WEBSTER, James Henry
James Webster was born in the July Quarter of 1924 in Wallasey, near Liverpool, Cheshire, England; his mother’s maiden name was Pilkington. Webster joined the Merchant Navy (identity certificate number R103566) and was the 2nd Radio Operator on board the MV British Motorist.
Tom Minto, 1st. Mate, records in the Manunda Ship’s Log for 8am 20.2.42 at Darwin (entered on 23.2.1942) "The following patients having died from injuries were landed for burial at 8am 20.2.42 Signalman Breen, Leading Seaman Sault, A.B. Purdon …
In the case of the three men from the HMAS Swan some doubt exists. They were brought off dead in a naval launch. One body was brought on board. The remaining two were wrapped together and were too heavy to carry on a stretcher. The launch driver was ordered to go away for more patients. And an attempt would be made to bring them back on board on his next return. There is no proof that he did return, and it seems probable that two other men were landed for burial in their names. This seems most likely in view of the fact that the ships motor launch definitely brought on board Captain Bates and 2nd Radio Operator Webster of the “British Motorist”, both badly injured. A search of the wards the following day by the Chief officer Mr. Woods of the British Motorist failed to locate these men, and all the patients on board had by then been identified. There are no patients on board named Bates or Webster.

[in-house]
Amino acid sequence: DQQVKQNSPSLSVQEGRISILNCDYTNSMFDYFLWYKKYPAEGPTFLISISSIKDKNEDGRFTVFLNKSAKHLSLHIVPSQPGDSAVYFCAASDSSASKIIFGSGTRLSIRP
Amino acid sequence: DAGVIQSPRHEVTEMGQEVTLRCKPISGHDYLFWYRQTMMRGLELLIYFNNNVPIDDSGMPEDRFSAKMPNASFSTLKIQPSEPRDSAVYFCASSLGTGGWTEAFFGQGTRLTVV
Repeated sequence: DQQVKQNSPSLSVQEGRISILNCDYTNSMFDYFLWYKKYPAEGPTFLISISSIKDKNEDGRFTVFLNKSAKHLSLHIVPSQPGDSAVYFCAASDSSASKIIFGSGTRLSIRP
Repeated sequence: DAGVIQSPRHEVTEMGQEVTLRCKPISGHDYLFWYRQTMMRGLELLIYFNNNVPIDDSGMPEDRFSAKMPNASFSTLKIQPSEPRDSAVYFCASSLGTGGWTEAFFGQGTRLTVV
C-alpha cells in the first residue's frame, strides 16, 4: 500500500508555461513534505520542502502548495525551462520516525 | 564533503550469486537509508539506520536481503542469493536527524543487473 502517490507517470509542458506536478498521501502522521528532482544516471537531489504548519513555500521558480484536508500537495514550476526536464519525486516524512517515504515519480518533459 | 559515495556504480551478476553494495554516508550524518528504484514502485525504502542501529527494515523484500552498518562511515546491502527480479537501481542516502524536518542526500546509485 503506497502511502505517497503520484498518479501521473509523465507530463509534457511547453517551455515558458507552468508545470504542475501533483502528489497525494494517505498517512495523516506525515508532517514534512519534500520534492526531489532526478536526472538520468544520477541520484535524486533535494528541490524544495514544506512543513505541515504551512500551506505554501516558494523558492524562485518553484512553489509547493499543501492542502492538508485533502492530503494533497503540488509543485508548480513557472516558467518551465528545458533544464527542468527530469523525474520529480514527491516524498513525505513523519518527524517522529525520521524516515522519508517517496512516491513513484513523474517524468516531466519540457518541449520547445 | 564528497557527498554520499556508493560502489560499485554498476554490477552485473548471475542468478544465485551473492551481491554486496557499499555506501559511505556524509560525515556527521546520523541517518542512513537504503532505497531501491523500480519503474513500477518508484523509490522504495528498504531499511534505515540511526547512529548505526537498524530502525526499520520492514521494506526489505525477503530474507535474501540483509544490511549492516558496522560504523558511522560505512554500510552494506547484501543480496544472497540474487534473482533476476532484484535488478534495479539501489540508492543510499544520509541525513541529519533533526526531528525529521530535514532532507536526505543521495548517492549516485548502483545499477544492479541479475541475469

The MV British Motorist was a 6,891 ton tanker with a crew of sixty-one men under charter to the merchant navy. She had been carrying oil, aviation fuel and petrol and was refuelling USS Peary when she was hit by two bombs during the raid on 19 February 1942 in Darwin. She was sunk in 66 feet of water.
After the war she was salvaged by the Fujita Salvage Company, with the fore and aft sections of the hull welded together while the engine room was left under water, as it was too heavy to refloat. The salvage team lived on board this makeshift vessel and used it to stow scrap metal recovered in the other salvage operations. The makeshift vessel was towed back to Japan and broken up for scrap metal.
The remains of the British Motorist lay near the remains of the Zealandia near Darwin’s main wharves.
Webster’s name can be found on panel 20 of the Tower Hill Memorial, Greater London, which commemorates men and women of the Merchant Navy and Fishing Fleets who died in both World Wars and have no known grave but the sea.
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